He spent seven days in jail because of a warrant that said, mistakenly, that he was wanted for not paying a court fine. In fact, he had proof that the fine had been paid years earlier; he said he carried it in his glove box because he believed that police were suspicious of black men who drove nice cars.
Florence was jailed in Burlington County and then Essex County before a magistrate ordered him released. At Burlington, he said, he was forced to disrobe in front of an officer and told to lift his genitals. At Essex, he was strip-searched again and, he said, was made to squat and cough in front of others, a maneuver meant to expel anything hidden in a body cavity.
In 1979, the Supreme Court said that prisons could conduct body-cavity searches of inmates after visits with outsiders, on the theory that those from the outside world might attempt to bring contraband to the prisoner.
But for decades afterward, courts held that there were constitutional issues involved when someone was being arrested and detained. In 2008, appeals courts began giving correctional officials approval for more invasive searches, even for minor offenses.
Kennedy’s opinion said corrections officials “must have substantial discretion to devise reasonable solutions to the problems they face.”
He said jailers must be effective in ensuring that weapons are not brought into jails. They have an interest in examining detainees for wounds, signs of disease or gang tattoos. They have a need to stop the smuggling of drugs. Corrections officials do not have to have a reason to believe an individual detainee might pose a risk if he or she is being admitted into the general population, Kennedy said.
“The record provides evidence that the seriousness of an offense is a poor predictor of who has contraband and that it would be difficult in practice to determine whether individual detainees fall within the proposed exemption,” Kennedy wrote.
He noted that Timothy McVeigh was stopped by a state trooper after the Oklahoma City federal building bombing for driving without a license plate. And one of the Sept. 11 hijackers was “stopped and ticketed for speeding just two days before hijacking Flight 93.”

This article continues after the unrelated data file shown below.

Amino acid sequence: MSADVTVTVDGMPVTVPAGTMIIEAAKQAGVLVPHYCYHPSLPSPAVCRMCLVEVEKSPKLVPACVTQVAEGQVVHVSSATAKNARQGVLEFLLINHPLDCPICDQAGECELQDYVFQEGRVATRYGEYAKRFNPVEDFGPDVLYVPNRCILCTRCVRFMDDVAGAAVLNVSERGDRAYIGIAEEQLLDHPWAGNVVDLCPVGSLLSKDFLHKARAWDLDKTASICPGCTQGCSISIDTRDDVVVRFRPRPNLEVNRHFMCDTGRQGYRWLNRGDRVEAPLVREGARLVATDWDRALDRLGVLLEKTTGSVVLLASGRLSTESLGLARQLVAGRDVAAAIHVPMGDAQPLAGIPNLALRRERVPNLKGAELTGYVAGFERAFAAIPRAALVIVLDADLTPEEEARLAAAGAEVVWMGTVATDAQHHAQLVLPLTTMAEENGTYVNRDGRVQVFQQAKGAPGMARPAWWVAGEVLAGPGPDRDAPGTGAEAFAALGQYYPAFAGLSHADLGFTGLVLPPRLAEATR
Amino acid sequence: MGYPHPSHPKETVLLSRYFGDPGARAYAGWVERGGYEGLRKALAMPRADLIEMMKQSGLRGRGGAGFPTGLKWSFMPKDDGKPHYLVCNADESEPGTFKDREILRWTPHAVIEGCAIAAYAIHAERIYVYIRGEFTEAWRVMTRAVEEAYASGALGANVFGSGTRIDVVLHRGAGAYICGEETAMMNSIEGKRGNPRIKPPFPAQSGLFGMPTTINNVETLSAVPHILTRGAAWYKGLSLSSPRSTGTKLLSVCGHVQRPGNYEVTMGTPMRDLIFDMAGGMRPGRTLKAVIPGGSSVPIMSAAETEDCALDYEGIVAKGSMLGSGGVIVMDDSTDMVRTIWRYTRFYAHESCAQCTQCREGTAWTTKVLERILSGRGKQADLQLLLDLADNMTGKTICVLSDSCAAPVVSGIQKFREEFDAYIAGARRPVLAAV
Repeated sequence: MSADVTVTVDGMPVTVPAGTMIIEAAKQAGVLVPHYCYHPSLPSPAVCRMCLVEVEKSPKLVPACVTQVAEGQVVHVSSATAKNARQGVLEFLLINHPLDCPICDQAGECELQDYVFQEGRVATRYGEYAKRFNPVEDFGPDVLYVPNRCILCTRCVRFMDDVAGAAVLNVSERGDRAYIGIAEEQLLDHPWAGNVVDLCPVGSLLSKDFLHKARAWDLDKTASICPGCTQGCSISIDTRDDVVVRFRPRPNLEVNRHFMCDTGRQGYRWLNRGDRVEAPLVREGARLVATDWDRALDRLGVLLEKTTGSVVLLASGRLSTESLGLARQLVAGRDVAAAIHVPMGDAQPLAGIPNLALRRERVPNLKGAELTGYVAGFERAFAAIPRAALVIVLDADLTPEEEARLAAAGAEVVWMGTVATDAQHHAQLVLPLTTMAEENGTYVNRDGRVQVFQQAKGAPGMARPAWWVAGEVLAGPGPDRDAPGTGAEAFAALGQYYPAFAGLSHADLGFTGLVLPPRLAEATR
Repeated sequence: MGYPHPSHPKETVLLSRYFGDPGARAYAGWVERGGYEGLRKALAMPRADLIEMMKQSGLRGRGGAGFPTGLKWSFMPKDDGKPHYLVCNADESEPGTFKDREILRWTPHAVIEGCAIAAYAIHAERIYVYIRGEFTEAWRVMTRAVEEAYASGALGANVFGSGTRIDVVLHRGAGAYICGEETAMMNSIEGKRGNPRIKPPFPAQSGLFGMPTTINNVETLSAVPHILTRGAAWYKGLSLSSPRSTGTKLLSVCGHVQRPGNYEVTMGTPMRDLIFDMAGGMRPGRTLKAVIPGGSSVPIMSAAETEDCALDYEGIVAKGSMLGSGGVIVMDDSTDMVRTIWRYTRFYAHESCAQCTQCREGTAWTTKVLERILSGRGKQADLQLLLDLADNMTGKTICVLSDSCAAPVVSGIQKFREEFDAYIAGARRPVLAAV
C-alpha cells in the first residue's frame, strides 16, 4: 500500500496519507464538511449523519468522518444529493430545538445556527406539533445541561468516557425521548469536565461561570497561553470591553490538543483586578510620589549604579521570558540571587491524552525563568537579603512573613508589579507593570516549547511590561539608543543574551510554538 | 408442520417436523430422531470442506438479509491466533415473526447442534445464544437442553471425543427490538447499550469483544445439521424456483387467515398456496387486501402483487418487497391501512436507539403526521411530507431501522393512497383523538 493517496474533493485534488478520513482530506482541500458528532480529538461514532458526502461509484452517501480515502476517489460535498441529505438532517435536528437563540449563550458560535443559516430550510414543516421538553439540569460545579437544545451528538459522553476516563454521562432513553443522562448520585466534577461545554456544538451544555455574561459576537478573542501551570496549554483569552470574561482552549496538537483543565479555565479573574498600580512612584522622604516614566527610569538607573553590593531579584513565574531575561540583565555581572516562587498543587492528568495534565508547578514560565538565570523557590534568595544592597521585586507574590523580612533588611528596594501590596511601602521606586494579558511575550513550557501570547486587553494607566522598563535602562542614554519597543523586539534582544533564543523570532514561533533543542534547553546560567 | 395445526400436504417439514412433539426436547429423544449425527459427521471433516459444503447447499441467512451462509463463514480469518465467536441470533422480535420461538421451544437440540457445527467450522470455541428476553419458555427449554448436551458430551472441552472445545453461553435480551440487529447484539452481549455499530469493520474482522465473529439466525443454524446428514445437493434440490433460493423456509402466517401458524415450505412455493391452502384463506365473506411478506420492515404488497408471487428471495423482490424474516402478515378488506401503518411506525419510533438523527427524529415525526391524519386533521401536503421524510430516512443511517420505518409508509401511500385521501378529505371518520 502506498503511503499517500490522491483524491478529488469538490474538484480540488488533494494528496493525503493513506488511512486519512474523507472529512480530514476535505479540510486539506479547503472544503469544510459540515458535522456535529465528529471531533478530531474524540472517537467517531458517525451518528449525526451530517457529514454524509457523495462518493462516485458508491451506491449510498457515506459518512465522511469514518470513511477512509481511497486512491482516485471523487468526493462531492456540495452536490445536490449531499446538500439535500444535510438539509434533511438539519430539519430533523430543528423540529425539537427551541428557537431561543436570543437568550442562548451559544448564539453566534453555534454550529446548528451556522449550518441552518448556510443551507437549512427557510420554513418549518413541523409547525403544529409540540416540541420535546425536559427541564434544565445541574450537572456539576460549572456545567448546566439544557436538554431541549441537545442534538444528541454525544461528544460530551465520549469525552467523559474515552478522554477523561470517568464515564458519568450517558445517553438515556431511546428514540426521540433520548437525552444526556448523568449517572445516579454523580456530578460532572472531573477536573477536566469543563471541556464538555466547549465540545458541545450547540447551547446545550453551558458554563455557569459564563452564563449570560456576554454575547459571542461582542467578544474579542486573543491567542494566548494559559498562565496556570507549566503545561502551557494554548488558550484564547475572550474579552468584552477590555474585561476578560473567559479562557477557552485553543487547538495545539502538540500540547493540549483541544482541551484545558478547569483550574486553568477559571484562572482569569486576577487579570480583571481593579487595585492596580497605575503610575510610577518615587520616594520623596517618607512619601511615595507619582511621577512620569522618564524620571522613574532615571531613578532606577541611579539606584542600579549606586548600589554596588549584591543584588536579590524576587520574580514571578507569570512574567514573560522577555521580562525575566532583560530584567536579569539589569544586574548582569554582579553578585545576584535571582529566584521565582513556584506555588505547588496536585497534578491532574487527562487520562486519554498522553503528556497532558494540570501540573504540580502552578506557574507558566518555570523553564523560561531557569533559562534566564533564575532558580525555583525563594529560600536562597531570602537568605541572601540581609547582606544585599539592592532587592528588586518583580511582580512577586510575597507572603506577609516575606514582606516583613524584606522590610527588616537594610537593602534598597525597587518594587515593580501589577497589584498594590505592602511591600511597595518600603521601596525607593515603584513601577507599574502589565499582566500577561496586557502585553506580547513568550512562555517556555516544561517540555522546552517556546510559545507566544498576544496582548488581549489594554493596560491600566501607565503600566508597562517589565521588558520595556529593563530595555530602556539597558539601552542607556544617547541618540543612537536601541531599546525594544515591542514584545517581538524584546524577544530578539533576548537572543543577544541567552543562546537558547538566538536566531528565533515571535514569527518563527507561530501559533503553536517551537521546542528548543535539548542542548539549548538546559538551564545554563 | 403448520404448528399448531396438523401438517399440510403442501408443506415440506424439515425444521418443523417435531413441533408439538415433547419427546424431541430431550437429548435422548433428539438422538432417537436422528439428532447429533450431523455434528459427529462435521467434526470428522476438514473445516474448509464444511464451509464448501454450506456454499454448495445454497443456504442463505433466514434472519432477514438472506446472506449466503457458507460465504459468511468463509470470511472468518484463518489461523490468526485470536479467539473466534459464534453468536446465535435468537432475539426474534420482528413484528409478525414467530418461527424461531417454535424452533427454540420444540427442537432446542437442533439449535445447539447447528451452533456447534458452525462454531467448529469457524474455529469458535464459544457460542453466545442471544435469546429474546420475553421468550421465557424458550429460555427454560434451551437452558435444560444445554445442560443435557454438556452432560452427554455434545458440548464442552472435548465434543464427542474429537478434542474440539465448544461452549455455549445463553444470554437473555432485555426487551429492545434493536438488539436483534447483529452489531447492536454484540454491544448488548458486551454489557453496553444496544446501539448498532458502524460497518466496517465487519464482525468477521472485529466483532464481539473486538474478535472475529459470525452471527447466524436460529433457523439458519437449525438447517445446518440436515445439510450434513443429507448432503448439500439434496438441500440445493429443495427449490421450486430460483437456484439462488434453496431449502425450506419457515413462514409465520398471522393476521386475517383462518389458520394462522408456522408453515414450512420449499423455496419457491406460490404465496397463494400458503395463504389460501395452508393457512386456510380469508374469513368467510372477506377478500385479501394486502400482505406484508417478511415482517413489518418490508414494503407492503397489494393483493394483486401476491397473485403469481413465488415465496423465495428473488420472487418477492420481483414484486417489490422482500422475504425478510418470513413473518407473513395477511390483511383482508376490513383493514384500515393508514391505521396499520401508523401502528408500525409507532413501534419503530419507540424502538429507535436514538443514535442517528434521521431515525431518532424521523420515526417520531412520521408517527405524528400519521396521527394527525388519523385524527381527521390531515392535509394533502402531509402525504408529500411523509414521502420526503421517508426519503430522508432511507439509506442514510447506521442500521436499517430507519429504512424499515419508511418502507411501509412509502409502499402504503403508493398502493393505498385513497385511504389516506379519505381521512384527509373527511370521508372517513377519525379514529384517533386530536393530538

Kennedy’s ruling indicated that those subjected to a search but not placed in the general population might have a case. Justice Clarence Thomas did not join that part of the decision.
Breyer said the decision would legitimize searches conducted to harass or humiliate people for their political views, such as a nun who was strip-searched after being arrested in an antiwar protest. He mentioned instances in the briefs filed with the court in which individuals were searched for “such infractions as driving with a noisy muffler, driving with an inoperable headlight, failing to use a turn signal, or riding a bicycle without an audible bell.”
Breyer said that he agreed that jailers have a difficult job but that neither Kennedy’s opinion nor the briefs submitted to the court contained any examples in which “contraband was smuggled into the general jail population during intake that could not have been discovered if the jail was employing a reasonable suspicion standard.”
His dissent was joined by Justices Ruth Bader Ginsburg, Sonia Sotomayor and Elena Kagan.
The case is
Florence v. Board of Chosen Freeholders of the County of Burlington